Have just returned from a heady week of ideas and words at the Watermark Literary Muster in the village of Kendall, NSW. Being broke as usual, I was most grateful for an offer of free accommodation from Peta Simmons, a woman whose generosity is as large as her laugh. She’d never met me, just wanted to help writers.
Her guest ‘humpy’ turned out to be to be a cute cottage behind her house, all on one large deck. Hidden behind trees, it was right beside the railway line, the railway crossing and the railway bridge over the lazy brown river.
This gave me a novel experience – being awoken by the dinging of the level crossing bells before being shaken by the rising roar of the train as it belted past and over the metal bridge. The house is built of steel, on big recycled steel posts, deeply embedded in the ground on rubber-topped pads. The train tremor reverberates through the whole house and the bodies of its inhabitants. Yet this was a thrill rather a worry: the place felt extremely secure and I went back to sleep each time.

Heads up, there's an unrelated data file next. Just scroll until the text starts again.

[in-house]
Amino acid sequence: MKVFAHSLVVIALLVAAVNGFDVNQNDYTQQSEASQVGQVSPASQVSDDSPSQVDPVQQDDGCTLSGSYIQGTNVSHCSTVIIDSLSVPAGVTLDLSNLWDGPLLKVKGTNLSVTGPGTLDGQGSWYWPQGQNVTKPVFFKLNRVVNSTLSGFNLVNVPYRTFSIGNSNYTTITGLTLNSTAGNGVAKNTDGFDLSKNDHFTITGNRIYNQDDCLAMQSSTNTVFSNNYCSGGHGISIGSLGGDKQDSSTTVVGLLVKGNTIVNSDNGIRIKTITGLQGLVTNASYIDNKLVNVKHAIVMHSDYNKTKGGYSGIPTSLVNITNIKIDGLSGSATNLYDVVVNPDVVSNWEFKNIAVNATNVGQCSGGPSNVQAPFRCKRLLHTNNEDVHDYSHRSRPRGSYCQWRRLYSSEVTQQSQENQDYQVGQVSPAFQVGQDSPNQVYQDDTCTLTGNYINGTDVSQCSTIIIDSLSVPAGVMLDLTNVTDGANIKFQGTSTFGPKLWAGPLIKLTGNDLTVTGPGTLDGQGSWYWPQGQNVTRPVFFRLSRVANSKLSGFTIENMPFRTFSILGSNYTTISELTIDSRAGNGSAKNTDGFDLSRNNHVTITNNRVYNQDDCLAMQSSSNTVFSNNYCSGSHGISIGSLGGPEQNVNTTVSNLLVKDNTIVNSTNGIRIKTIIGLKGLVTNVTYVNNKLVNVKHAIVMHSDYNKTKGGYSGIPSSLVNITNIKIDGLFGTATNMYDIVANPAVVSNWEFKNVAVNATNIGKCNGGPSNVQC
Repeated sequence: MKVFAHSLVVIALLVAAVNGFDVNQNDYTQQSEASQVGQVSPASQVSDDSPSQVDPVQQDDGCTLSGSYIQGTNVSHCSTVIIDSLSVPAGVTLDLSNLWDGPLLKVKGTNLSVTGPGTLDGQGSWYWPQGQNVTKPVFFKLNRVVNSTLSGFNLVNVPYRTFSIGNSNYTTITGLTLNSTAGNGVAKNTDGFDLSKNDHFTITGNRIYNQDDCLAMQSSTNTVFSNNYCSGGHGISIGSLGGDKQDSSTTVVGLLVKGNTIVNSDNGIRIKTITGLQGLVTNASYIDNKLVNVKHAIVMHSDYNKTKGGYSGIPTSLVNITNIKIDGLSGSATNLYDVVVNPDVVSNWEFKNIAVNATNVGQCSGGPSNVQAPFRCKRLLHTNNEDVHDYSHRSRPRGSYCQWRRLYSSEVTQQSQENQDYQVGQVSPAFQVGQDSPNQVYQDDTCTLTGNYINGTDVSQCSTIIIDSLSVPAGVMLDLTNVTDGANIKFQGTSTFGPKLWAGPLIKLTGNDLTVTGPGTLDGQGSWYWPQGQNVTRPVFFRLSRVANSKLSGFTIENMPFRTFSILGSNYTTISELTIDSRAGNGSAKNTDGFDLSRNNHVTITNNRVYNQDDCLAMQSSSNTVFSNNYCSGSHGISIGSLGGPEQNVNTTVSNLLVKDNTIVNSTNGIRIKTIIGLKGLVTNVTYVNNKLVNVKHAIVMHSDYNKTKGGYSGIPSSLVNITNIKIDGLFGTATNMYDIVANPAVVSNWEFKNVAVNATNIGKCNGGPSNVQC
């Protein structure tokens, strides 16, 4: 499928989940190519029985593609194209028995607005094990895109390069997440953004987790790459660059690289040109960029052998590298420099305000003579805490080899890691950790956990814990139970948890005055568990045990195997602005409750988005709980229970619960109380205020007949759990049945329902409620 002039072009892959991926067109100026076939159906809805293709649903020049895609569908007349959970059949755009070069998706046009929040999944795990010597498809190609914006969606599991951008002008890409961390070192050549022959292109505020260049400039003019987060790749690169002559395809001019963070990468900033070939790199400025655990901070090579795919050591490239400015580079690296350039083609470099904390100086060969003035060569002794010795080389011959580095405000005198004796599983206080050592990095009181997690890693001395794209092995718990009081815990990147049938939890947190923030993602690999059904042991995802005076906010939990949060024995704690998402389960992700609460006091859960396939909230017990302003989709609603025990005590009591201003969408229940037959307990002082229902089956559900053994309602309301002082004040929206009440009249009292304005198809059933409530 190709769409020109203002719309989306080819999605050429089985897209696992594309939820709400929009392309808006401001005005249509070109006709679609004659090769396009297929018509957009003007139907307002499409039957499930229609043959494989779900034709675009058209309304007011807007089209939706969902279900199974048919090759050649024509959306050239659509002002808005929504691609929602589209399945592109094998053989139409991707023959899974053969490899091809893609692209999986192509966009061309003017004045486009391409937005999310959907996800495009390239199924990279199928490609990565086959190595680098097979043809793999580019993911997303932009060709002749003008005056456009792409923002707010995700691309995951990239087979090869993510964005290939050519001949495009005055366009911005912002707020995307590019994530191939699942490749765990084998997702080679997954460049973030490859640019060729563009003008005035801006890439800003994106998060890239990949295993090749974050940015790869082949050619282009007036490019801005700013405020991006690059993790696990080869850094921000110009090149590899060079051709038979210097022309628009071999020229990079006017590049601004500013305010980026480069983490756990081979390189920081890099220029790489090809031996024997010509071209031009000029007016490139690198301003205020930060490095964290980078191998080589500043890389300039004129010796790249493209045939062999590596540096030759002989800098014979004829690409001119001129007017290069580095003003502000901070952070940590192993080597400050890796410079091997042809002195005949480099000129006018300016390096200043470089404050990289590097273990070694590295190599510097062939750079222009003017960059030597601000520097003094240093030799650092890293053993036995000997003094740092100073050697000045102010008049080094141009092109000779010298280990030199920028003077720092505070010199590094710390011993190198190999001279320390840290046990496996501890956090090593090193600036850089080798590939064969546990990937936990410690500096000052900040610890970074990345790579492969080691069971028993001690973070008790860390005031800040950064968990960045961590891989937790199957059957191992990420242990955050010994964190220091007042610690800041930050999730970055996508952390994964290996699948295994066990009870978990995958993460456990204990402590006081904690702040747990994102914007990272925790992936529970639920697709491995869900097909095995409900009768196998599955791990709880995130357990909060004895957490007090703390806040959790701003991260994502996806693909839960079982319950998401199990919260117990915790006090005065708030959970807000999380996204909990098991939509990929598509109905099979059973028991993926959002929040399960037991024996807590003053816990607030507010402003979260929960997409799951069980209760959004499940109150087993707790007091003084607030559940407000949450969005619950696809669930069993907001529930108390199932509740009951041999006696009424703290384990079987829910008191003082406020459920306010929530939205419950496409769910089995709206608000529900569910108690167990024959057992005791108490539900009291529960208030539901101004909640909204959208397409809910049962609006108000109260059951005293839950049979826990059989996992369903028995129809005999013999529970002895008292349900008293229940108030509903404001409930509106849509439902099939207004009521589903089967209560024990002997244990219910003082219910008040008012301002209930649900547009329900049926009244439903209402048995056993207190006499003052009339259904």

Its other plus is that it is right on the river, which, in between long slow drifts of leaves, blinked with the coloured reflections of a passenger express or a goods train as it flew over the criss-crossed steel suspension bridge.
On the last day of the Muster, we were taken by the Kendall Historical Society up into the mountains behind the village, for a walk along the old Longworth Logging Tramway.
Here logging trains were inched over wooden rails, past giant trees, and across log bridges in gullies, to take the timber down to the very river next to which I’d been sleeping. This was how delicate selective logging used to be before giant companies and giant machines invented clearfelling.
Our guide had owned a timber company: we agreed that unsustainable logging practices were unnecessary and had caused many of the industry problems and the closures.
We both shook sorrowful heads at the waste of good timber in the whole wood pulp disaster. Good greenies and good loggers are in agreement here.